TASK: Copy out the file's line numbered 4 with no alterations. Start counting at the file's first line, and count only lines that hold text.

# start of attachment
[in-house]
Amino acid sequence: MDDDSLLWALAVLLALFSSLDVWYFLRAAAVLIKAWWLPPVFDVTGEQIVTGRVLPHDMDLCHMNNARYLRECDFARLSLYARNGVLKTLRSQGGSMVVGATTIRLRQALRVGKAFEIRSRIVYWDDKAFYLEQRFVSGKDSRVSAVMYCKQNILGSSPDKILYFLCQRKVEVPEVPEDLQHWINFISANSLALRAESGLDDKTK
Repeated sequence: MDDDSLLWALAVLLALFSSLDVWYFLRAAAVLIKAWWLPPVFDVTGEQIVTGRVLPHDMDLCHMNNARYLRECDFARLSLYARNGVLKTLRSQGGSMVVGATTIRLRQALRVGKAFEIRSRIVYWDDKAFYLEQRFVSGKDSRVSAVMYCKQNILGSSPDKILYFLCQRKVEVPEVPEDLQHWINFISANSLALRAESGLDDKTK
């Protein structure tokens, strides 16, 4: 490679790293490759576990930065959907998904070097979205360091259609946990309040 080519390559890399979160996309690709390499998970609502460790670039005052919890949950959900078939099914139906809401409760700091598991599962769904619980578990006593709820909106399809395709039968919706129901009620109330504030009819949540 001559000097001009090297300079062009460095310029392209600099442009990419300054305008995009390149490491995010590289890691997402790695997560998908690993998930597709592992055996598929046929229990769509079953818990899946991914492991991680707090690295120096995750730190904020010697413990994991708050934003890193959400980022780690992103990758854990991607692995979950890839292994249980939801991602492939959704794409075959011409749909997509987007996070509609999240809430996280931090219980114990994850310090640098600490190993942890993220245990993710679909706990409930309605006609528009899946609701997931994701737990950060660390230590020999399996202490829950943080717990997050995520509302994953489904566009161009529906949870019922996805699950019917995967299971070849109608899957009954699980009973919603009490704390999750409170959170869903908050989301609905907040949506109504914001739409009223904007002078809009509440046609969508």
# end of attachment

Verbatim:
């Protein structure tokens, strides 16, 4: 490679790293490759576990930065959907998904070097979205360091259609946990309040 080519390559890399979160996309690709390499998970609502460790670039005052919890949950959900078939099914139906809401409760700091598991599962769904619980578990006593709820909106399809395709039968919706129901009620109330504030009819949540 001559000097001009090297300079062009460095310029392209600099442009990419300054305008995009390149490491995010590289890691997402790695997560998908690993998930597709592992055996598929046929229990769509079953818990899946991914492991991680707090690295120096995750730190904020010697413990994991708050934003890193959400980022780690992103990758854990991607692995979950890839292994249980939801991602492939959704794409075959011409749909997509987007996070509609999240809430996280931090219980114990994850310090640098600490190993942890993220245990993710679909706990409930309605006609528009899946609701997931994701737990950060660390230590020999399996202490829950943080717990997050995520509302994953489904566009161009529906949870019922996805699950019917995967299971070849109608899957009954699980009973919603009490704390999750409170959170869903908050989301609905907040949506109504914001739409009223904007002078809009509440046609969508």